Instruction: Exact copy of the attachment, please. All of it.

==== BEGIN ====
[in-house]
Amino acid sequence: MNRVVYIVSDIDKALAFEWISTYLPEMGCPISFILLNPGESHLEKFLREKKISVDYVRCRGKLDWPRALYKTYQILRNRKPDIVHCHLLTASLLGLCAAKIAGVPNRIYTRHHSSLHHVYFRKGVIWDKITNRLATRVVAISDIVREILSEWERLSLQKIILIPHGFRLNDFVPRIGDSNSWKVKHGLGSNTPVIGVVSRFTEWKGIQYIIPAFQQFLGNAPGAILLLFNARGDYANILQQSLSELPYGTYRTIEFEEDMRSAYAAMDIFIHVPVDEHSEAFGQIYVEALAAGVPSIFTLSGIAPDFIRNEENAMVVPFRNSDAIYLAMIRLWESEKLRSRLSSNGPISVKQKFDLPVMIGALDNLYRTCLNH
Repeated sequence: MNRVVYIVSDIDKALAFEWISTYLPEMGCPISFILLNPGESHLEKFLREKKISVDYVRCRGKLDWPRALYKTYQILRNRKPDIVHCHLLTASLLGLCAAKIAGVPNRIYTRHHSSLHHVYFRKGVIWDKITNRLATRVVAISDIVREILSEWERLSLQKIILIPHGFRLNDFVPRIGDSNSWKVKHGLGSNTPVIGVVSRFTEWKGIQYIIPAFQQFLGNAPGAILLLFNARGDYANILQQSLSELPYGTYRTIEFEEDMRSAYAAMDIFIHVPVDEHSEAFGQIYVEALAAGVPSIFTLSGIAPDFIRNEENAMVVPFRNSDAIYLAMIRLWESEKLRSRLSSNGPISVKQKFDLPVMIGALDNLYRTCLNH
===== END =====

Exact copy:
[in-house]
Amino acid sequence: MNRVVYIVSDIDKALAFEWISTYLPEMGCPISFILLNPGESHLEKFLREKKISVDYVRCRGKLDWPRALYKTYQILRNRKPDIVHCHLLTASLLGLCAAKIAGVPNRIYTRHHSSLHHVYFRKGVIWDKITNRLATRVVAISDIVREILSEWERLSLQKIILIPHGFRLNDFVPRIGDSNSWKVKHGLGSNTPVIGVVSRFTEWKGIQYIIPAFQQFLGNAPGAILLLFNARGDYANILQQSLSELPYGTYRTIEFEEDMRSAYAAMDIFIHVPVDEHSEAFGQIYVEALAAGVPSIFTLSGIAPDFIRNEENAMVVPFRNSDAIYLAMIRLWESEKLRSRLSSNGPISVKQKFDLPVMIGALDNLYRTCLNH
Repeated sequence: MNRVVYIVSDIDKALAFEWISTYLPEMGCPISFILLNPGESHLEKFLREKKISVDYVRCRGKLDWPRALYKTYQILRNRKPDIVHCHLLTASLLGLCAAKIAGVPNRIYTRHHSSLHHVYFRKGVIWDKITNRLATRVVAISDIVREILSEWERLSLQKIILIPHGFRLNDFVPRIGDSNSWKVKHGLGSNTPVIGVVSRFTEWKGIQYIIPAFQQFLGNAPGAILLLFNARGDYANILQQSLSELPYGTYRTIEFEEDMRSAYAAMDIFIHVPVDEHSEAFGQIYVEALAAGVPSIFTLSGIAPDFIRNEENAMVVPFRNSDAIYLAMIRLWESEKLRSRLSSNGPISVKQKFDLPVMIGALDNLYRTCLNH